The international climate has never been better to strengthen the United Nations role in arms control. For decades after the Second World War, the United States and other Western countries tried desperately to establish United Nations control mechanisms, but the Soviet Union was opposed. Now the tables are turned, the Soviet Union is proposing an enhanced role; President Gorbachev made a proposal to "set up under the aegis of the United Nations a mechanism for extensive international verification of compliance with agreements to lessen international tensions, limit weapons and to monitor the military situation in conflict areas." Now, the United States is in opposition.
In this Colloquium we have already heard from William Epstein that a CTB, which is in effect currently opposed by the United States, is absolutely necessary to halt the nuclear arms race. We have heard from Randall Forsberg that a nuclear freeze is as viable and valid today as it ever was. We have likewise heard many other very positive proposals made during this Colloquium. I would like to put forward a proposal for a United Nations verification capability that is as necessary and desirable in the world today as it was in the 1950s and '60s.
Perhaps it is time to recall the other obligation under Article VI of the NPT, namely that parties undertake to pursue negotiations on "general and complete disarmament under strict and effective international control." This goal is called for in the majority of multilateral arms control treaties, and is reaffirmed each year in resolutions of the United Nations General Assembly. While a single plan for general and complete disarmament is not practical today, there is no reason why we cannot develop a system for progressive disarmament under effective international control which in today's terms, means international verification. In fact such a versatile system is necessary because the events of the day can easily overtake negotiations, as we have witnessed in the CFE talks. Painstaking, drawn out, adversarial types of negotiations are the slow road to disarmament. A vast track for regional and unnegotiated multilateral disarmament must also be created
For this reason Bill Epstein and I have written a paper presenting the case for a United Nations verification system or agency. Such an agency could be used to certify acts of unilateral disarmament, to investigate breaches of arms control treaties and to verify compliance with certain multilateral treaties. I will read only very sparsely from the paper. Verification must for sure be carried out in an objective manner. The most objective, flexible and cost effective option to verify most multilateral treaties would be an agency under the United Nations Secretary-General. The United Nations verification agency (UNVA) would be an international means to develop both the technology and political framework for arms control verification. It would be a positive application of science for peace. The benefits can be cited quite easily. It would speed up and help secure the arms control process. By developing a nucleus of international expertise before treaties are signed verification will be available when it is most needed, at the beginning of treaty implementation. Just as the IAEA safeguards system was in existence before the NPT was signed and could quickly be extended to cover that Treaty, so too UNVA could be put in place and have acquired expertise before treaties are signed. Before and during disarmament negotiations, UNVA could perform preliminary inspections within States which request them. For instance, UNVA could verify the size of declared arms stocks. This might serve as a welcome boost to negotiations especially in situations where current military capabilities are points of contention. Serving as an invited observer, UNVA would help to create military transparency and openness.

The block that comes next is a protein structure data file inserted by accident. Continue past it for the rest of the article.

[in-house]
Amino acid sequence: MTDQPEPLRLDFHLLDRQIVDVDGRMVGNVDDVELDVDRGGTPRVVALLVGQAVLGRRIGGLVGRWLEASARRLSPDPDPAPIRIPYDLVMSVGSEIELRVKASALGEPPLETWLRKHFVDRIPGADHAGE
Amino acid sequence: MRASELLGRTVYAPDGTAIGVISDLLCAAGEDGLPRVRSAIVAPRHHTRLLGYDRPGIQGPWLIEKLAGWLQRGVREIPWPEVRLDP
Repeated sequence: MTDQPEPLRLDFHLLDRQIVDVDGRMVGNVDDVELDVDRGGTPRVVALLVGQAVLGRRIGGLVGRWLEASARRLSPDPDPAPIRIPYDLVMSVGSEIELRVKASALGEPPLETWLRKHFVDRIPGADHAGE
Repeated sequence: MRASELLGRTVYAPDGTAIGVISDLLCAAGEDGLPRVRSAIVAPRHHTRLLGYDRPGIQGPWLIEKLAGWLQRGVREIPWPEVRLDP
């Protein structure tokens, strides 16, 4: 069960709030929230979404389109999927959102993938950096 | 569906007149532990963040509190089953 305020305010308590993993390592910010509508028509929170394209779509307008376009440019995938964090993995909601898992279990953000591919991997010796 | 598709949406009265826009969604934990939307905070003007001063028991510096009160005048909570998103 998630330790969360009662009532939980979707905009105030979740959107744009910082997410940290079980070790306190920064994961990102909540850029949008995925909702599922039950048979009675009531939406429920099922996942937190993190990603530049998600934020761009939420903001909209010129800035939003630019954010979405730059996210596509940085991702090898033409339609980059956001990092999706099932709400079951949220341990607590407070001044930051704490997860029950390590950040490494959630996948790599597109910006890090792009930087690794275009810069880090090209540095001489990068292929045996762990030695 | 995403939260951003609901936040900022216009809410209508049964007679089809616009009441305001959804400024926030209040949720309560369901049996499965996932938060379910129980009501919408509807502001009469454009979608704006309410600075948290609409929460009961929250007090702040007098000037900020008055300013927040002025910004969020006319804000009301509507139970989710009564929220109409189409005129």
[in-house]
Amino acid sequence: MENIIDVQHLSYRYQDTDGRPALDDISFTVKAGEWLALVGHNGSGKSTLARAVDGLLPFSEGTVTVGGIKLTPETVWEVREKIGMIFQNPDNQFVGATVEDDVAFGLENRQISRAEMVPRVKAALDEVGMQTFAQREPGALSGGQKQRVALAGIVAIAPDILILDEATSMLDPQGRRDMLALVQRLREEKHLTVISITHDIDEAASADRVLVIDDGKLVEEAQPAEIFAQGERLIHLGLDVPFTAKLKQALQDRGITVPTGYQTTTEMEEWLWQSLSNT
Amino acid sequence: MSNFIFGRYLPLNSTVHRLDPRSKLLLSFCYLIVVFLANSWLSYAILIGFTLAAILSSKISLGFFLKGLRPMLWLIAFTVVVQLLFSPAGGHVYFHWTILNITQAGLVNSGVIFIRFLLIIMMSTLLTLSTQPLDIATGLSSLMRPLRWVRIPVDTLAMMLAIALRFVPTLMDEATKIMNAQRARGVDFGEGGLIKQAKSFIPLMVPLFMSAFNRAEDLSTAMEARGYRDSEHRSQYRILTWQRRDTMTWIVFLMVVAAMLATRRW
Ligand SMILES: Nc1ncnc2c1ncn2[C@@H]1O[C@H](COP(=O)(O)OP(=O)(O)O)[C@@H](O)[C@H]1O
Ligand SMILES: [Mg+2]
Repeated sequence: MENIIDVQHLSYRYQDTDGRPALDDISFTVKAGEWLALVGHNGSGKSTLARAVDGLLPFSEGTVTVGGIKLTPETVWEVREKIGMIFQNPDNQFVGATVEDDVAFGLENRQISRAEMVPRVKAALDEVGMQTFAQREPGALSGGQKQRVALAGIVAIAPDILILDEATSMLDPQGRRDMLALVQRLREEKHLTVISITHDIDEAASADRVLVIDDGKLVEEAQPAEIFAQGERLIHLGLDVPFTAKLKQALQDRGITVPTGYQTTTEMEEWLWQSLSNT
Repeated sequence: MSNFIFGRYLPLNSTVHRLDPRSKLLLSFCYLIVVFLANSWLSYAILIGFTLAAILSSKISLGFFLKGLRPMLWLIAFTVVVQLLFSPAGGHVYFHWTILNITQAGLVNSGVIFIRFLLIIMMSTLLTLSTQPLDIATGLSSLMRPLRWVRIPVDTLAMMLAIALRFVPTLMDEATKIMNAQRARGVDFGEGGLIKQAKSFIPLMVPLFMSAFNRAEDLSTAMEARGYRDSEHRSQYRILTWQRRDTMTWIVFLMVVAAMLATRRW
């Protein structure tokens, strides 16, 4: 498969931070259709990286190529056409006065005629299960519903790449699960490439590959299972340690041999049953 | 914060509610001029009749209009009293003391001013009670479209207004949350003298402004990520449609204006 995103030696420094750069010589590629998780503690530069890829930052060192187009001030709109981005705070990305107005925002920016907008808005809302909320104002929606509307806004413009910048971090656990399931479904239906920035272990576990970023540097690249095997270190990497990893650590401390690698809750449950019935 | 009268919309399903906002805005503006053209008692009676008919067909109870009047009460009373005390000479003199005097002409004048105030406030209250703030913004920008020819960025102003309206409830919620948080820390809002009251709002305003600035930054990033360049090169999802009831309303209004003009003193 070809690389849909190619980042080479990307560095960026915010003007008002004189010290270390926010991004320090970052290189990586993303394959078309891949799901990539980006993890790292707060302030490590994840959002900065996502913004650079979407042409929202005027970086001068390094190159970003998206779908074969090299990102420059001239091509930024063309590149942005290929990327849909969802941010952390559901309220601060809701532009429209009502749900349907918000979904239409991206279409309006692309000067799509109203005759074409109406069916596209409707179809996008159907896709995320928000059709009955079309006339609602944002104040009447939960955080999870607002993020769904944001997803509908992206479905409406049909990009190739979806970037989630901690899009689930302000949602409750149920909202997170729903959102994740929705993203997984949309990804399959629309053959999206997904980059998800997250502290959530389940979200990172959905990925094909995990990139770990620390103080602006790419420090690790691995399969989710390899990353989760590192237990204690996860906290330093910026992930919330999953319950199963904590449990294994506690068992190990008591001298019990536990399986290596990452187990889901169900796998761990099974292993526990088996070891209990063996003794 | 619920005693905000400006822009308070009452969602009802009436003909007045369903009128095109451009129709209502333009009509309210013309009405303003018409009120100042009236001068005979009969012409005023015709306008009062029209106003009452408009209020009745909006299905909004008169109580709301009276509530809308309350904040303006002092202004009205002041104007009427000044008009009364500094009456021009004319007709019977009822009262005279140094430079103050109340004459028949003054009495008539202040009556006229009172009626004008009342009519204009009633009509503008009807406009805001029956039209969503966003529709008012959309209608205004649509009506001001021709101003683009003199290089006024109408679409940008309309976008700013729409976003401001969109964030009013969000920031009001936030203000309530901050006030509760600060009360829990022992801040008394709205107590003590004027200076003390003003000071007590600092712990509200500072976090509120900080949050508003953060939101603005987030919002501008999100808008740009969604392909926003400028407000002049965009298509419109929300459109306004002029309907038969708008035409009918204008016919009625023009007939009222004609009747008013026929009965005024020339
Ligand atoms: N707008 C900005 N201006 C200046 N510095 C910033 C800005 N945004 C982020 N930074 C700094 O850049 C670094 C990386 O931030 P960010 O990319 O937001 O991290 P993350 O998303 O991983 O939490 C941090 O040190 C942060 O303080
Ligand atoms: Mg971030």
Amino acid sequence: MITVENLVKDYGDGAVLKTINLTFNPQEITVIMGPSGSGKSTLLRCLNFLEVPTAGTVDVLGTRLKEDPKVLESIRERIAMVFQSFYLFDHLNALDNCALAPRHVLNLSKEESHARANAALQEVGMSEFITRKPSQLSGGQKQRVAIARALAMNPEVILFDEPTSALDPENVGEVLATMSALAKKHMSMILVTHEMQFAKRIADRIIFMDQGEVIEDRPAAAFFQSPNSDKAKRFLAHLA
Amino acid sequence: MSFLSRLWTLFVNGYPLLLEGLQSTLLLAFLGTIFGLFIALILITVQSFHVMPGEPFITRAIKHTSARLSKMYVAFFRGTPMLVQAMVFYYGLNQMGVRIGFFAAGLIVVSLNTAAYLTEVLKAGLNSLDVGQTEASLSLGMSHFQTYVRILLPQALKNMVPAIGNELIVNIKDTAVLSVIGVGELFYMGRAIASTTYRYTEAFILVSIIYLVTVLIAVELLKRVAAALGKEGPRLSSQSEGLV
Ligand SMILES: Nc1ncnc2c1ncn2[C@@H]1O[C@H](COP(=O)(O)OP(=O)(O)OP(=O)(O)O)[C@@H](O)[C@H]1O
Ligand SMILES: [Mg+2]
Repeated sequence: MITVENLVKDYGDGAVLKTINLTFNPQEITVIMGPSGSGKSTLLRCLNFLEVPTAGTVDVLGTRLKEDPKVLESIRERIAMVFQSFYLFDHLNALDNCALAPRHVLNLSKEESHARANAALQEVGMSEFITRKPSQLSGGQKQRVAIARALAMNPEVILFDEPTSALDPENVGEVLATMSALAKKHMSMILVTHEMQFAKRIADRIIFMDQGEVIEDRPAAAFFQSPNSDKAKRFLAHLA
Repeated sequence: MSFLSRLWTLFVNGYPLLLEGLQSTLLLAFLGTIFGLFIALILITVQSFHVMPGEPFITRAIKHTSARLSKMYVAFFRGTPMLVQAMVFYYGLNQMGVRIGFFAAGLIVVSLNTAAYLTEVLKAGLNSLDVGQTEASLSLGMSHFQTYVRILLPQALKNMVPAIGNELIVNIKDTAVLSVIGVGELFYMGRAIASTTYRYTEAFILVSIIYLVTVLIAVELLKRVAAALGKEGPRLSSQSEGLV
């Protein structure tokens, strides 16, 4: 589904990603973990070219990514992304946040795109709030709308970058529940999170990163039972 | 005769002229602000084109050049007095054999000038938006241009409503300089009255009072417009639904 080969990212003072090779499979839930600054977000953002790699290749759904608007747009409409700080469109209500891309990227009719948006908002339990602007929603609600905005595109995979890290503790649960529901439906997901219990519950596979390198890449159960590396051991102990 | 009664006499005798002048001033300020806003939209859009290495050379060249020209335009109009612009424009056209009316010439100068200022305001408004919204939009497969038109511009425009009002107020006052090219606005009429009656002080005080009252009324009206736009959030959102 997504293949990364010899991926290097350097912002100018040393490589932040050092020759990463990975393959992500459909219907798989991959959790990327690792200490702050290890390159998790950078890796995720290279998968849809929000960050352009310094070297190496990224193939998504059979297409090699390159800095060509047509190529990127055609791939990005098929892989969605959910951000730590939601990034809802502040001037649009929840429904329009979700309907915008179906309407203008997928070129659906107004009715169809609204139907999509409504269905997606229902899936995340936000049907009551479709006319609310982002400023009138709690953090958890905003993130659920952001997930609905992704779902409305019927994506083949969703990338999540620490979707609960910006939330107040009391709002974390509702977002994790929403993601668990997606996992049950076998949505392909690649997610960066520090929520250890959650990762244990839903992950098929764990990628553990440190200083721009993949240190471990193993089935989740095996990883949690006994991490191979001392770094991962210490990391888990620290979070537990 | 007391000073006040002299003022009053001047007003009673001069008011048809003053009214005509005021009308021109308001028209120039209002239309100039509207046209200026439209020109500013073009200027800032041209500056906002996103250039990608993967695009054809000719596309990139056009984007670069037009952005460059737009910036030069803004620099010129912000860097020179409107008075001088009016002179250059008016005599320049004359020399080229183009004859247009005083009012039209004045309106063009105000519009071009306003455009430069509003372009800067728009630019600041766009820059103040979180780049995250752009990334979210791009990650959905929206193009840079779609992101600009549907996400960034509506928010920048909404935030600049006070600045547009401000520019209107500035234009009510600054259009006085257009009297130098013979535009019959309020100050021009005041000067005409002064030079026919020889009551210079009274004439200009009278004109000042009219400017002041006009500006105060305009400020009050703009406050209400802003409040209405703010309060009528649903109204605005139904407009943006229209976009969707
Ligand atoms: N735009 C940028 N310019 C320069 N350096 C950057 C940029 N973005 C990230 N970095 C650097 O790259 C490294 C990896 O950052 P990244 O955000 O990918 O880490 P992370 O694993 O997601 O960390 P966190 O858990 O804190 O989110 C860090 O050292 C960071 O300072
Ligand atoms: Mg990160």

Secondly, we make the case that a multi-treaty agency or an umbrella agency would help reduce the costs and improve the efficiency of verification. Furthermore, UNVA would help provide a true international control mechanism over the international arms race, one in which all nations could develop confidence.
Former Secretary-General Dag Hammarskjold was adamant that an international disarmament control organisation, as was being proposed by the West in 1960, be placed under the United Nations. Hammarskjold felt that the creation of an independent disarmament organisation "would be a hollowing out of the United Nations in one of its main fields of activity."
In the paper, we describe the possible organisational structure of UNVA, some applications to specific areas of arms control, including nuclear arms control, answer possible objections to the proposal and suggest modest steps to be taken over the next few years to develop such a capability.
In conclusion, bilateral agreements and regional agreements between the superpowers may continue to be based on adversarial inspection and surveillance. This type of verification system is more concerned with the national security interests of each of the parties than with the co-operative effort to assure compliance to the satisfaction of the international community. Regional and global treaties, however, require a strong multilateral framework. Without this framework, there will be unacceptably slow progress in multilateral, global disarmament. With this framework, the opportunities for progressive disarmament will be vastly greater as we enter the next century. As Sadruddin Aga Khan has said, our moorings have to be well established as we move towards the bimillennium. A United Nations verification capability could help establish such a mooring and give peace a chance in the twenty-first century.